Uber’s tech jobs still go to predominantly white men under new CEO

2017 was a dizzying year for Uber: the company dealt with the sexism version of engineer Susan Fowler during his time at Uber, lost a CEO and won a new one, and faced a demand for Waymo, just to mention some events Along the way, Uber published its first diversity report, and the results were surprisingly better than expected. Although Uber was still a predominantly white and masculine company, like many technology companies in Silicon Valley, it published a better representation of women, blacks and Latinos than Facebook, Airbnb or Pinterest.

The second Uber diversity report has just been published, and it is the company's first report since Dara Khosrowshahi took over as CEO last August. Since March 2017, many things in the company have changed, and Khosrowshahi has been entrusted with the task of reversing the toxic culture of sexual harassment in the workplace that prevailed under Travis Kalanick. So, how well have you done so far? The report shows that Uber is making modest progress in diversity, despite efforts to pool resources in employee support groups and hire a diversity sourcing team.

First, your gender statistics: as of March 2018, 62% of Uber's male employees, and 38 percent of employees are female. Those figures are higher than last year's figures of 63.9 percent for men and 36.1 percent for women. (There is no percentage of non-binary people)

The gender disparity widens when you look at Uber technology employees versus non-technical employees: women only account for 17.9 percent of technology positions in Uber, while men own 82.1 percent jobs. It is a slow single-digit progress. In 2017, 15.4 percent of women had technology jobs compared to 84.6 percent of men.

Image: Uber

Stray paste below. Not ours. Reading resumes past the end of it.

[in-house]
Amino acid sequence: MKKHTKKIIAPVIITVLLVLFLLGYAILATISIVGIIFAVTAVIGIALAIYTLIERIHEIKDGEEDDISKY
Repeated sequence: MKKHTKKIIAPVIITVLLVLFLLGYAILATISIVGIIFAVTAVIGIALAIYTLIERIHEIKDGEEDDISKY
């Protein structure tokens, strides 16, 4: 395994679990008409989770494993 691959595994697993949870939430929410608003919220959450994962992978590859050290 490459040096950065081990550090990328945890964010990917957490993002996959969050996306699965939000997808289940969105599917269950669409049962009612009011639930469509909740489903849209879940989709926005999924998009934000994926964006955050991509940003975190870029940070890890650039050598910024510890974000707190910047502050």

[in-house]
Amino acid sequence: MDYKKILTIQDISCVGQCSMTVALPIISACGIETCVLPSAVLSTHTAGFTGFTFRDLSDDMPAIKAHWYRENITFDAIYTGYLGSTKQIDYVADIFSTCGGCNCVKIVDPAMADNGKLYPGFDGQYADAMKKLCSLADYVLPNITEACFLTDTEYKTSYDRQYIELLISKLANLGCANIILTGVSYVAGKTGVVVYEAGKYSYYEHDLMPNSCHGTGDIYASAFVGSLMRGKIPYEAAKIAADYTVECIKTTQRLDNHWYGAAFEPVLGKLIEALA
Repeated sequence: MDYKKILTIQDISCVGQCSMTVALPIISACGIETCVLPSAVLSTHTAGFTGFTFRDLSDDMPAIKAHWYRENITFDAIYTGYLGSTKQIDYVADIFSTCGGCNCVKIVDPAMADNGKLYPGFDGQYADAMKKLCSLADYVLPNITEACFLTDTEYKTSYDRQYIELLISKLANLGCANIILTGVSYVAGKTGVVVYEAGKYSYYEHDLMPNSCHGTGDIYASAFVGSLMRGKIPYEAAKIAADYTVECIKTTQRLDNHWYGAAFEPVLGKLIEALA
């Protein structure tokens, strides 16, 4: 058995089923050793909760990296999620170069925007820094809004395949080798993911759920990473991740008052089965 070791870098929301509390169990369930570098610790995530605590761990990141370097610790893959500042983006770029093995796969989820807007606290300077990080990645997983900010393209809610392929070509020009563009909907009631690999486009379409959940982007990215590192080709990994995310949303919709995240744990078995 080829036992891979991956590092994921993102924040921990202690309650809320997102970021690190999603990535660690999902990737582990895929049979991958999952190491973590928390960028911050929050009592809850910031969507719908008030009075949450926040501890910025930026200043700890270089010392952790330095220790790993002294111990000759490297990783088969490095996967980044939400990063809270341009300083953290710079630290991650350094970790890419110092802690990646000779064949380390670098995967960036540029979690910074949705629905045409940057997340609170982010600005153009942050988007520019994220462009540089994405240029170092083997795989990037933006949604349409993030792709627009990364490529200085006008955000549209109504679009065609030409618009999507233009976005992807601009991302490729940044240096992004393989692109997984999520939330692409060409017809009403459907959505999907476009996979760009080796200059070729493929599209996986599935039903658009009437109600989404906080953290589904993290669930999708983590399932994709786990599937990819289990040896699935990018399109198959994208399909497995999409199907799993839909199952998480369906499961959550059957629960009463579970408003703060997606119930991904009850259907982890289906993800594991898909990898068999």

Image: Uber

Uber seems to have progressed more in regions outside the USA. UU., Especially in Latin America, where with 47 percent women and 52.9 percent men, the gap is almost closed. In 2017, numbers in Latin America told a different story: women were behind men by almost 20 percentage points to 40 percent.

At the top of the totem pole, technological leadership is composed of 15.6 percent women and 84.4 percent men. Last year's numbers were 11.3 percent women and 88.7 percent men. Even Uber admits that he is not yet where he should be. The number of women leaders in non-technical positions has fallen to 22.3 percent this year compared to 26.2 percent last year.

Uber remains predominantly white with 48.6 percent, Asian with 32.3 percent, black clock at 8.1 percent, and Latinx at 6.1 percent. Again, when it comes to technological positions, the gap widens further. Black and Latino people have a total of 5.6 percent of technological functions, compared to the collective 3.1 percent in 2017. Interestingly, the number of Asian people in technological functions has decreased to 44.7 percent, down from 47.9 percent in 2017.

While the numbers do not disclose the actual corporate culture and if the marginalized employees feel more supported and comfortable in Uber, they are tangible results that can be measured. It is one of the ways guardians and activists can continue to blame technology companies like Uber.